Nov 21 2005
[TBC: Cults such as Mormonism have been known to have convenient revelations as the following article discusses. In Mormonism, this was referred to as the Word of Wisdom. Consider these excerpts from a Mormon website discussing how revelation developed.]
Early pioneers eased into Word of Wisdom
It is commonly believed that the Word of Wisdom was not an injunction until made so by Brigham Young in 1851 at the General Conference of The Church of Jesus Christ of Latter-day Saints. Ten years later however, Brigham Young himself publicly alluded to the fact that he had only recently overcome habits contrary to the Word of Wisdom.
In 1861 Brigham Young sent a group of pioneers from Switzerland. These pioneers probably never saw a cotton plant (the main reason pioneers came to Southern Utah, however they could grow grapes and make wine.) Tobacco was another crop grown down here. On page 94 of "When I Was Called To Dixie," it says, "Brigham Young's injunction to produce his own tobacco if he had been a slave to the weed."
The Word of Wisdom as it is known today, came to be in increments. An example is found in the "History of Saltair," by John McCormick. In 1899, there was a fervent discussion between the member of the Quorum of Twelve on the interrelation of the Word of Wisdom.
Some strongly opposed the eating of animal meat. This was strongly supported earlier by Brigham Young's humane treatment of animals. Other members wanted the use of German Black Beer exempted. This lively discussion came about in the fact that the Mormon Church owned and ran a bar at the Saltair resort on the Great Salt Lake.
After the vote between the Quorum members, the Mormon Church sold the Saltair bar and the use of eating meat was lessened.
In "Great Basin Kingdom," by Arrington, a church historian, "Brigham Young estimated that in 1864 the territory spent (in hard to acquire gold and silver) nearly 100,000 on tobacco and thousands more on tea, coffee and liquor. Although the leaders had been preaching against the use of these Word of Wisdom prohibitions for several years, it was more a saving of money than violating a commandment. We can produce them or do without them, Brigham Young said.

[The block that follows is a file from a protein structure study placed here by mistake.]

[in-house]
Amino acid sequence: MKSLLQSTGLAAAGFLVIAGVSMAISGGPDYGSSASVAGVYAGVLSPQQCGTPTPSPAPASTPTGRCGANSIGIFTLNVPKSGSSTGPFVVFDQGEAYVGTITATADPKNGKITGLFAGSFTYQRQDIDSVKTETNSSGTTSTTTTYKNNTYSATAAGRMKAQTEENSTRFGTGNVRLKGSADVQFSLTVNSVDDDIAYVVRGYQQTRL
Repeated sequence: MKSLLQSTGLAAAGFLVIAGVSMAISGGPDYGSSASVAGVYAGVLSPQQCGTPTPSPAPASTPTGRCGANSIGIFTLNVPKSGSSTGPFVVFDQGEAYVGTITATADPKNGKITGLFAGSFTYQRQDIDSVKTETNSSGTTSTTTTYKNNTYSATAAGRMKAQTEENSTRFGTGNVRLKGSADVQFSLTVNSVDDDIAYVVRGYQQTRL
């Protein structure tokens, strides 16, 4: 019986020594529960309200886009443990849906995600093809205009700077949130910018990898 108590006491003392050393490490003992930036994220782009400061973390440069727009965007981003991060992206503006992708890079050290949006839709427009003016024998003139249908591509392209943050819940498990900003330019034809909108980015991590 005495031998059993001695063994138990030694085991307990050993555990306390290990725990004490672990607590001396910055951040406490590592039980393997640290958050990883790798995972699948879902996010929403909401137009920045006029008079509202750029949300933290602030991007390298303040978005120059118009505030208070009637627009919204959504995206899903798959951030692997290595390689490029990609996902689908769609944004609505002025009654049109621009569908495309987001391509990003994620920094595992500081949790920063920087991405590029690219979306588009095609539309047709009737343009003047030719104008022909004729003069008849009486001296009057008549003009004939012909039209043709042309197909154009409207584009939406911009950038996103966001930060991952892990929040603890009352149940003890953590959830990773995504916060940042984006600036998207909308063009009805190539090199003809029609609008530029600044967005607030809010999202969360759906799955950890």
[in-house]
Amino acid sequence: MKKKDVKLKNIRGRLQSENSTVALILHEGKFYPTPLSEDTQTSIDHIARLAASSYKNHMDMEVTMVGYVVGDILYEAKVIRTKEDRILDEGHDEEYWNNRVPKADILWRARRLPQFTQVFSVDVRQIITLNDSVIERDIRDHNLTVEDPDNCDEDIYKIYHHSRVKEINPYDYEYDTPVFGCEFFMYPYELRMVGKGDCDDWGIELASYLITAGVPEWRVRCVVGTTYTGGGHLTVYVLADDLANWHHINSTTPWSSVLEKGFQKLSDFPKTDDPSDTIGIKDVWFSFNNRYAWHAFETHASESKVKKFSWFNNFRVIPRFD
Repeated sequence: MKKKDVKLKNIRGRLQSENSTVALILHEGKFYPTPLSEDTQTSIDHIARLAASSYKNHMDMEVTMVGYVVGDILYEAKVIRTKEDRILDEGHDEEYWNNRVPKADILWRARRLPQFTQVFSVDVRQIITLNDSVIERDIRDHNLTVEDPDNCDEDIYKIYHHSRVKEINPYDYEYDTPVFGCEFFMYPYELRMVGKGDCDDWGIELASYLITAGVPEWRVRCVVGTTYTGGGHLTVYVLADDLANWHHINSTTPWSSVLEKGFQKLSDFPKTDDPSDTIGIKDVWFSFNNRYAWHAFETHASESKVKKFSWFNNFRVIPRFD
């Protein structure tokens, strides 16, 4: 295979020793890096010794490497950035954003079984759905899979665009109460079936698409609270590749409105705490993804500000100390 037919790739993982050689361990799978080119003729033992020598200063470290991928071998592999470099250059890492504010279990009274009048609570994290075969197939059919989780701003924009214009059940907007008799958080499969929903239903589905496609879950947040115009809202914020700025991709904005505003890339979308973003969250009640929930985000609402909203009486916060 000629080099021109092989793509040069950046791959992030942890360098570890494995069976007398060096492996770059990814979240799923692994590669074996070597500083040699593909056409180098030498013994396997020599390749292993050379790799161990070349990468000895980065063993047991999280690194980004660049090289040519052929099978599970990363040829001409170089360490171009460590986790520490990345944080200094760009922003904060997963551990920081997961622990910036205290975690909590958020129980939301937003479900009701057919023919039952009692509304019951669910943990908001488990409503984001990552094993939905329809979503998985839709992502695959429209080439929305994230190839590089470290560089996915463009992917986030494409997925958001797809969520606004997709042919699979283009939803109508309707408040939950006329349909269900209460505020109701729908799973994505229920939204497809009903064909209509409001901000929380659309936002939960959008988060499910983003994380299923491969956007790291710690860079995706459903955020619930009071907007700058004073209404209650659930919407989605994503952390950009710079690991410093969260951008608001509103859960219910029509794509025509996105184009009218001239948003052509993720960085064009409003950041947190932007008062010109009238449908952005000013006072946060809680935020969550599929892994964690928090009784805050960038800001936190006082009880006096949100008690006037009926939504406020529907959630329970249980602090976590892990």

In fact, in 1861, the prophet told Orson Hyde that Southern Utah could cheerfully contribute their efforts to supply the territory with, among other products, tobacco. He wanted Utah's Dixie to produce the territorial supply of tobacco so as to eliminate to paying to outsiders from $60,000-$80,000 annually for that one article.
It took much longer than most Latter-day Saints like to believe. Although the Word of Wisdom was received by the Prophet Joseph as early as 1833, the Lord apparently understood the difficulty of giving up such habits as tobacco and strong drinks and thus did not make it a commandment. Early Church leaders apparently believed the habits were more deeply entrenched than even the Lord suspected and made only periodic attempts to enforce the Word of Wisdom (thespectrum.com, 7/18/05).